When Jiang Cheng first tried a bit of concealer during his first year of university in China it gave him self-confidence and he was instantly hooked. Now he is among hundreds of Chinese men sharing beauty tips online and cashing in on the booming male cosmetics industry.
"I found that putting on make-up is actually quite easy," the 24-year-old said as he gently brushed his face with some foundation.
"Women may not fully grasp the concept of male make-up. If a girl puts on my make-up, they may not be able to achieve the effect that I really want," Jiang said. Every weekend, Jiang spends a couple of hours in front of his iPhone at his cozy makeshift studio in Beijing trying on the latest balms and blush for hundreds of live viewers, who can simultaneously buy the products he reviews.
"This color is not that outrageous that men can't wear it safely even in a conservative environment," he explains to his fans. Online beauty stars form an enormous industry in China, with internet celebrities known as "wang hong," or online stars, blurring the line between entertainment and e-commerce. Companies like Alibaba and JD.com have launched live-streaming platforms that allow viewers to purchase on the go while watching videos. And cosmetics brands pay big money for online celebrities, almost always female, to review their new products. But now the market and gender norms are changing, with cosmetics no longer seen as exclusively for women and male celebrities showing that it is okay for men to dab on a bit of blush. Jiang says a firm that manages bloggers pays him around 5,000 yuan ($730) per month to feature products from cosmetics companies. The male beauty market is expected to grow 15.2 percent in the next five years in China compared to an 11 percent global increase over the same period, according to research firm Euromonitor. Increasingly, foreign firms like La Mer and Aesop work with video bloggers such as Lan Haoyi, known as Lan Pu Lan online, to promote their products to his nearly 1.4 million followers. The 27-year-old spends up to 10,000 yuan ($1,460) a month on beauty products and says China's "Little Fresh Meat" - a term referring to young good-looking men - is spearheading this trend. Despite what appears to be social progress in many of the country's cosmopolitan cities, the video blogger says he still receives hate messages and criticism for appearing in smoky red eyeshadow. Mo Fei, the executive director for Chetti Rouge, a Chinese cosmetics company targeting men exclusively, says that will change over time.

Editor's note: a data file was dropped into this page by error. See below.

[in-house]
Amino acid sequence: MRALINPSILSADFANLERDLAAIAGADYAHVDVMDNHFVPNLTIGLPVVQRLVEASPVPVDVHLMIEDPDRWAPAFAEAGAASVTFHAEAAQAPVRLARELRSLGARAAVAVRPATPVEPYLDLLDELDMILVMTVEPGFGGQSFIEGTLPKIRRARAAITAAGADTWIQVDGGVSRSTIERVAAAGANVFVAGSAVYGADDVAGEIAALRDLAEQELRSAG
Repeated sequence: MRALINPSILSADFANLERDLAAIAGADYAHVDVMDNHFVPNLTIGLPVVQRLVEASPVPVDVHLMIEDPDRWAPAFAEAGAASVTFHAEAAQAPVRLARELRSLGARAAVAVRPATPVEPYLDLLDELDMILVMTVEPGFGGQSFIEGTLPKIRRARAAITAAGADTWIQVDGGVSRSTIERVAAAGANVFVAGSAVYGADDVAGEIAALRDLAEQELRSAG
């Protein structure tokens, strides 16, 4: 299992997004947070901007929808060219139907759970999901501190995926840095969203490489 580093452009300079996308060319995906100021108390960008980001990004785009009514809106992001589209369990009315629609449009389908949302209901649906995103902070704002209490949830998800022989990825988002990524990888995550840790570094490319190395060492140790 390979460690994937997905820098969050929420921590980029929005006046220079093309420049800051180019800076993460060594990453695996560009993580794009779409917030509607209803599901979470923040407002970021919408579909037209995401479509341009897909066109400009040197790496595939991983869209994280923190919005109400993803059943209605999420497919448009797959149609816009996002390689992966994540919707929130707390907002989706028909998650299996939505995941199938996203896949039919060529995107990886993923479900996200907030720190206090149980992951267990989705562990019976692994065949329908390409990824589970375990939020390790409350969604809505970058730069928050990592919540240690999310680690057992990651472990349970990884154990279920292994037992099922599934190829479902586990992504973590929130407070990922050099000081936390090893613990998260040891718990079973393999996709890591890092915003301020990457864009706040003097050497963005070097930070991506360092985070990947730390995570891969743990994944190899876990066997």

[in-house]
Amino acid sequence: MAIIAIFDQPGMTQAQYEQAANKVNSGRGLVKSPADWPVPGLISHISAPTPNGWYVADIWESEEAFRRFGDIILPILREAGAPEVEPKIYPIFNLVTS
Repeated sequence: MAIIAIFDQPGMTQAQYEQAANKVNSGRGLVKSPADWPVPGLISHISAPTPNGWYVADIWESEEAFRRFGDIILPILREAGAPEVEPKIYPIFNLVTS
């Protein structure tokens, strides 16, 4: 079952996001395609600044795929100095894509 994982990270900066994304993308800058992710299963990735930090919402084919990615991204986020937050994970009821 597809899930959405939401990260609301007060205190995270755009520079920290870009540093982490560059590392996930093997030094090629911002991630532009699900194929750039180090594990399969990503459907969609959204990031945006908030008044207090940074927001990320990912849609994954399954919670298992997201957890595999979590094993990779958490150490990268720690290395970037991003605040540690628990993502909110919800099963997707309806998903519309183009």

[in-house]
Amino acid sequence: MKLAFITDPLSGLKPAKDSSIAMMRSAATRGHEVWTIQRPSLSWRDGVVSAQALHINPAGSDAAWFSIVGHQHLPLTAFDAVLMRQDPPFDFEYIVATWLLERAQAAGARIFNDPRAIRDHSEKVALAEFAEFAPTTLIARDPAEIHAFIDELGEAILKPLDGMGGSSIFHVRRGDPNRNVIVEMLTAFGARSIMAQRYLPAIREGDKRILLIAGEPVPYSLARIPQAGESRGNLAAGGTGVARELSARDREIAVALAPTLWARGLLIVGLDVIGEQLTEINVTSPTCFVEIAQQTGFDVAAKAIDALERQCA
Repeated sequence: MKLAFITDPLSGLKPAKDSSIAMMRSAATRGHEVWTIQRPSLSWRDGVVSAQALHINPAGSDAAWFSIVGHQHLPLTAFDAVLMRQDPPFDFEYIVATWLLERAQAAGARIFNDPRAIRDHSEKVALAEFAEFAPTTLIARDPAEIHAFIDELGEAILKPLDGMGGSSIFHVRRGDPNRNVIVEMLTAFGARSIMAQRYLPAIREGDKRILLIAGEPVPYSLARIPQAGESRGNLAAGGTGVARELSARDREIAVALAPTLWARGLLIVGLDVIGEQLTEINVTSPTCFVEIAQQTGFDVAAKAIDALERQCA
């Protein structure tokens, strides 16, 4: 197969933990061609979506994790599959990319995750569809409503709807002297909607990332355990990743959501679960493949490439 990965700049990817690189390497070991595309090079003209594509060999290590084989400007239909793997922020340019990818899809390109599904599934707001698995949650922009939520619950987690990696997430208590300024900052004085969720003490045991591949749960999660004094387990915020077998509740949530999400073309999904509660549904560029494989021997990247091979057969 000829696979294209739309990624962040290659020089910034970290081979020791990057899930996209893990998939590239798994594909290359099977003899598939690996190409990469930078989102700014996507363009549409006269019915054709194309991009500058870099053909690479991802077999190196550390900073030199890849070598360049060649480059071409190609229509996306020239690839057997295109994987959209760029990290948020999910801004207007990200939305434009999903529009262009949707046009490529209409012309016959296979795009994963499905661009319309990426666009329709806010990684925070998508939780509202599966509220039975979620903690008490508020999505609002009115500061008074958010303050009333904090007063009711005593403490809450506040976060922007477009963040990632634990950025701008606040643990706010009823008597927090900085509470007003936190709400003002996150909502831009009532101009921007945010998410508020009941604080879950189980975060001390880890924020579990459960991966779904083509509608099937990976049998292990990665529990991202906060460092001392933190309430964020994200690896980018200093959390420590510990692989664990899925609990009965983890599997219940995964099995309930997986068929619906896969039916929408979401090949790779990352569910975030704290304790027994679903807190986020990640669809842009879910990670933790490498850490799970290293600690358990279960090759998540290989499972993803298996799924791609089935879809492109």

"There will be more and more men who take more care in how they look and the demands will increase. Men in the East are more accepting," Mo says.
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